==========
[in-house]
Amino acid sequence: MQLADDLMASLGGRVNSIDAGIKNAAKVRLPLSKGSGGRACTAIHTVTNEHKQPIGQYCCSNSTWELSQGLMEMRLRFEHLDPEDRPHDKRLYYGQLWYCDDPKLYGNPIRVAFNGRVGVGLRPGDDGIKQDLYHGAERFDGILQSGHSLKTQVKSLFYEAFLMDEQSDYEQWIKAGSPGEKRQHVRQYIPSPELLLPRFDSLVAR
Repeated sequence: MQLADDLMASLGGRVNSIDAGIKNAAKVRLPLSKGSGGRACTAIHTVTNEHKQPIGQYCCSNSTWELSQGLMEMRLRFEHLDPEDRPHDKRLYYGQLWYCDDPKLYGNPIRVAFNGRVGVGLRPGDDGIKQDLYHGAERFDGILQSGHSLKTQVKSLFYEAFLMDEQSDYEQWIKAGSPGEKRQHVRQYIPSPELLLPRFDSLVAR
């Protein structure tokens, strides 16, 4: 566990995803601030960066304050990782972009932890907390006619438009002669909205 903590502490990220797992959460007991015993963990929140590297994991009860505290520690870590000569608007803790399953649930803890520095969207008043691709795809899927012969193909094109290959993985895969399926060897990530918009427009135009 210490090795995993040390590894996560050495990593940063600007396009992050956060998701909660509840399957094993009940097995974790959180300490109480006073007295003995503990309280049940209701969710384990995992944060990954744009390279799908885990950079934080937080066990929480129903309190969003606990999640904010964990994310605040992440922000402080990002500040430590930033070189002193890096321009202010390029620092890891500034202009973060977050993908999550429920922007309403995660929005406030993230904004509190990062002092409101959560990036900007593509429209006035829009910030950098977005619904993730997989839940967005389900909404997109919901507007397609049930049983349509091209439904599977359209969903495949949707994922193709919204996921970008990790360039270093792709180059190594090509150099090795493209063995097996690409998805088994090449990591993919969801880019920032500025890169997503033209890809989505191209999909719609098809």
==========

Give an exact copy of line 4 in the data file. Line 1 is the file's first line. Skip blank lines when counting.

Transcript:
């Protein structure tokens, strides 16, 4: 566990995803601030960066304050990782972009932890907390006619438009002669909205 903590502490990220797992959460007991015993963990929140590297994991009860505290520690870590000569608007803790399953649930803890520095969207008043691709795809899927012969193909094109290959993985895969399926060897990530918009427009135009 210490090795995993040390590894996560050495990593940063600007396009992050956060998701909660509840399957094993009940097995974790959180300490109480006073007295003995503990309280049940209701969710384990995992944060990954744009390279799908885990950079934080937080066990929480129903309190969003606990999640904010964990994310605040992440922000402080990002500040430590930033070189002193890096321009202010390029620092890891500034202009973060977050993908999550429920922007309403995660929005406030993230904004509190990062002092409101959560990036900007593509429209006035829009910030950098977005619904993730997989839940967005389900909404997109919901507007397609049930049983349509091209439904599977359209969903495949949707994922193709919204996921970008990790360039270093792709180059190594090509150099090795493209063995097996690409998805088994090449990591993919969801880019920032500025890169997503033209890809989505191209999909719609098809």